Now in its second glorious decade, the Year in Reading has become a Millions tradition, featuring contributions from a roster of emerging and marquee authors, staff writers, and friends of the site. It’s an effort that yields hundreds of books for to-be-read piles, as well as some of the best writing we run all year. After 13 years of solo striving, this was the first year that site editor C. Max Magee finally called for reinforcements; we happily stepped into the breach (now that we've seen the amount of work that goes into this, we’re a little frightened of him). It has been a thrill to look for exciting voices, to send emails like carrier pigeons off into the universe and hope they’ll come back bearing book recommendations from Stephen King (maybe next year). If you follow the literary world, you’d think that everyone is reading Elena Ferrante 24/7. And while lots of people are (you’ll see), Year in Reading is also our annual chance to peek behind the curtain at people’s singular reading lives—who went down a comics wormhole, or read multiple Freddie Mercury biographies, or discovered August Wilson for the first time. And not only what they read, but how they felt about what they read--how the reading shaped the year. There are a huge number of books represented in the series this year, many fantastic lists, and many extraordinary meditations on reading and life. We think you’ll enjoy reading them as much as we enjoyed putting them together. As in prior years, the names of our 2015 contributors will be unveiled throughout the month as their entries are published. Bookmark this post, load up the main page, subscribe to our RSS feed, or follow us on Facebook or Twitter to make sure you don’t miss an entry. - Your Year in Reading Editors, Lydia Kiesling & Janet Potter Stephen Dodson, co-author of Uglier Than a Monkey’s Armpit, proprietor of Languagehat. Ottessa Moshfegh, author of Eileen. Atticus Lish, author of Preparation for the Next Life. Angela Flournoy, author of The Turner House. Claire Messud, author of The Woman Upstairs. Celeste Ng, author of Everything I Never Told You. Nell Zink, author of Mislaid. Claire Vaye Watkins, author of Gold Fame Citrus. Chris Kraus, author of Summer of Hate. Katrina Dodson, translator of The Complete Stories of Clarice Lispector. Joyce Carol Oates, author of The Accursed, among many other books. Saeed Jones, author of Prelude to Bruise. The Book Report, everyone's favorite literary show. Bijan Stephen, associate editor at the New Republic. Garth Risk Hallberg, contributing editor for The Millions, author of City on Fire. Lydia Kiesling, staff writer for The Millions and creator of the Modern Library Revue. Janet Potter, staff writer for The Millions. Elizabeth Minkel, staff writer for The Millions. Emily St. John Mandel, staff writer for The Millions and author of Station Eleven. Michael Schaub, staff writer for The Millions. Thomas Beckwith, social media and previews editor for The Millions. Anne K. Yoder, staff writer for The Millions. Chigozie Obioma, author of The Fishermen. Greg Hrbek, author of Not on Fire, but Burning. Terry McMillan, author of Waiting to Exhale. Sasha Frere-Jones, writer and musician. Matthew Salesses, author of The Hundred-Year Flood. Meaghan O’Connell, author of And Now We Have Everything. Cristina Henríquez, author of Come Together, Fall Apart. Vinson T. Cunningham, contributing writer for The New Yorker. J.M. Ledgard, author of Submergence. Nadifa Mohamed, author of The Orchard of Lost Souls. Manjula Martin, editor of SCRATCH: Writers, Money, and the Art of Making a Living. Lauren Groff, author of Fates and Furies. Alexander Chee, author of Edinburgh. Olivia Laing, author of The Lonely City. Rahawa Haile, author of short stories and essays. Rumaan Alam, author of Rich and Pretty. Justin Taylor, author of Flings. Julia Alvarez, author of How the Garcia Girls Lost Their Accents. Jaquira Díaz, editor of 15 Views of Miami . Dave Cullen, author of Columbine. Hannah Gersen, staff writer for The Millions. Tess Malone, associate editor for The Millions. Matt Seidel, staff writer for The Millions. Claire Cameron, staff writer for The Millions, author of The Bear. Nick Ripatrazone, staff writer for The Millions, author of We Will Listen for You. Edan Lepucki, staff writer for The Millions, author of California. Viet Thanh Nguyen, author of The Sympathizer. Daniel José Older, author of Shadowshaper. Lincoln Michel, author of Upright Beasts. Rebecca Carroll, author of Saving the Race. Ana Castillo, author of So Far from God. Patrick Rothfuss, author of The Name of the Wind. Katie Coyle, author of Vivian Apple at the End of the World. Sady Doyle, a writer in New York. Patricia Engel, author of Vida. Manuel Muñoz, author of What You See in the Dark. Karolina Waclawiak, author of The Invaders. Hamilton Leithauser, a singer/songwriter in New York City. Catie Disabato, author of The Ghost Network. Parul Sehgal, senior editor at The New York Times Book Review. Margaret Eby, author of South Toward Home. Tahmima Anam, author of A Golden Age. Sandra Cisneros, author of Have You Seen Marie?. Brian Etling, intern for The Millions. Nick Moran, special projects editor for The Millions. Jacob Lambert, staff writer for The Millions. Michael Bourne, staff writer for The Millions. Bruna Dantas Lobato, intern for The Millions. Bill Morris, staff writer for The Millions, author of Motor City Burning. Summer Brennan, author of The Oyster War. Kerry Howley, author of Thrown. Rachel Eliza Griffiths, author of Lighting the Shadow. Maggie Nelson, author of The Argonauts. Lauren Holmes, author of Barbara the Slut and Other People. Kate Harding, author of Asking for It. Year in Reading Outro. Don't miss: A Year in Reading 2014, 2013, 2012, 2011, 2010, 2009, 2008, 2007, 2006, 2005 The good stuff: The Millions' Notable articles The motherlode: The Millions' Books and Reviews Like what you see? Learn about 5 insanely easy ways to Support The Millions, and follow The Millions on Twitter, Facebook, Tumblr.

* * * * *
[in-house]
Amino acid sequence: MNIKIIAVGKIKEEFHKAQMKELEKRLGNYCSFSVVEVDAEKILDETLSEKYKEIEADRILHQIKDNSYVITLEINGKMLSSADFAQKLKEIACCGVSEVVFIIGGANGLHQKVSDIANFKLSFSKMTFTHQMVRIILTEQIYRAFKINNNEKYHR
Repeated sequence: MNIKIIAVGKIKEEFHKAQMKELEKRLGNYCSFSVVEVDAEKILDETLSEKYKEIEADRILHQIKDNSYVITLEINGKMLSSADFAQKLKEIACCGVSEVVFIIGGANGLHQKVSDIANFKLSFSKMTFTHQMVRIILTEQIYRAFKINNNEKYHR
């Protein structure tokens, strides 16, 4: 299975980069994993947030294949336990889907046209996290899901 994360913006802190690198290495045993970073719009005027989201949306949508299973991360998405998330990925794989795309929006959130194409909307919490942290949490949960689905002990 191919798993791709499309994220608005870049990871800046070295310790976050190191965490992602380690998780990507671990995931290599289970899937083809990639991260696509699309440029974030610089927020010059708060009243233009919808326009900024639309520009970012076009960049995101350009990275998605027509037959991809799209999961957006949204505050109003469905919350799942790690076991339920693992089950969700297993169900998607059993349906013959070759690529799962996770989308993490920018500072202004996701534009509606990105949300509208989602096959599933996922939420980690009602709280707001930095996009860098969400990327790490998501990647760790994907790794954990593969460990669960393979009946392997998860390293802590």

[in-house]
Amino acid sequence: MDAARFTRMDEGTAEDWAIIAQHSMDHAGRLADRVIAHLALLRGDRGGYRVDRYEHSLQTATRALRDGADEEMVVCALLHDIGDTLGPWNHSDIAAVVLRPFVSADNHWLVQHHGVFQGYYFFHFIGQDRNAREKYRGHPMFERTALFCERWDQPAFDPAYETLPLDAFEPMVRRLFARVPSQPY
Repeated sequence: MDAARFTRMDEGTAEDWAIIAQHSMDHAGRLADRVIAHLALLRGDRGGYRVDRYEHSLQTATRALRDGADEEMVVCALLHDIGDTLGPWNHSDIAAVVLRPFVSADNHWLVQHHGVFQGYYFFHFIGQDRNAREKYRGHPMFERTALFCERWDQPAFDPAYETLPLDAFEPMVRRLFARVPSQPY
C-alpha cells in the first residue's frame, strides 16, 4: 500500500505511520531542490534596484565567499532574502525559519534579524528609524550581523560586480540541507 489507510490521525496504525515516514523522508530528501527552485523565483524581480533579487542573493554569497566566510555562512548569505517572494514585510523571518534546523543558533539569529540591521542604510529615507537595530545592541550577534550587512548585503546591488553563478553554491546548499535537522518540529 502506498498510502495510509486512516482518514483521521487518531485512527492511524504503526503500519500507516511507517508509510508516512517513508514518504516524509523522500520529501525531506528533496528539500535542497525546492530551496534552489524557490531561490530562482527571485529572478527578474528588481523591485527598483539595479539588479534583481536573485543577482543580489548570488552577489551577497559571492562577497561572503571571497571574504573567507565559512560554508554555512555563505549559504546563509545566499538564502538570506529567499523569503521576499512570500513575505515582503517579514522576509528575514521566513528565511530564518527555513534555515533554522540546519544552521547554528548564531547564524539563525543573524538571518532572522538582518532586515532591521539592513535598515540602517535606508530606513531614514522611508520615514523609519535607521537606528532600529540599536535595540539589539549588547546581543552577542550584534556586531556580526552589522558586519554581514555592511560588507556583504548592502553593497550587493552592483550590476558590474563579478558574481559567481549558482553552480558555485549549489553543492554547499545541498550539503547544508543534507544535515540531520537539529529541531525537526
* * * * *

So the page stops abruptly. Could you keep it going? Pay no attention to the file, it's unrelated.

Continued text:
It's bye week over at Football Book Club. And while there's no new book to read this week -- everybody's resting up, licking their wounds, and sticking pins in Jay Cutler voodoo dolls -- you, gentle reader, should be sure to check in for new posts on Louisa Hall's Speak -- and Maggie Nelson's The Argonauts.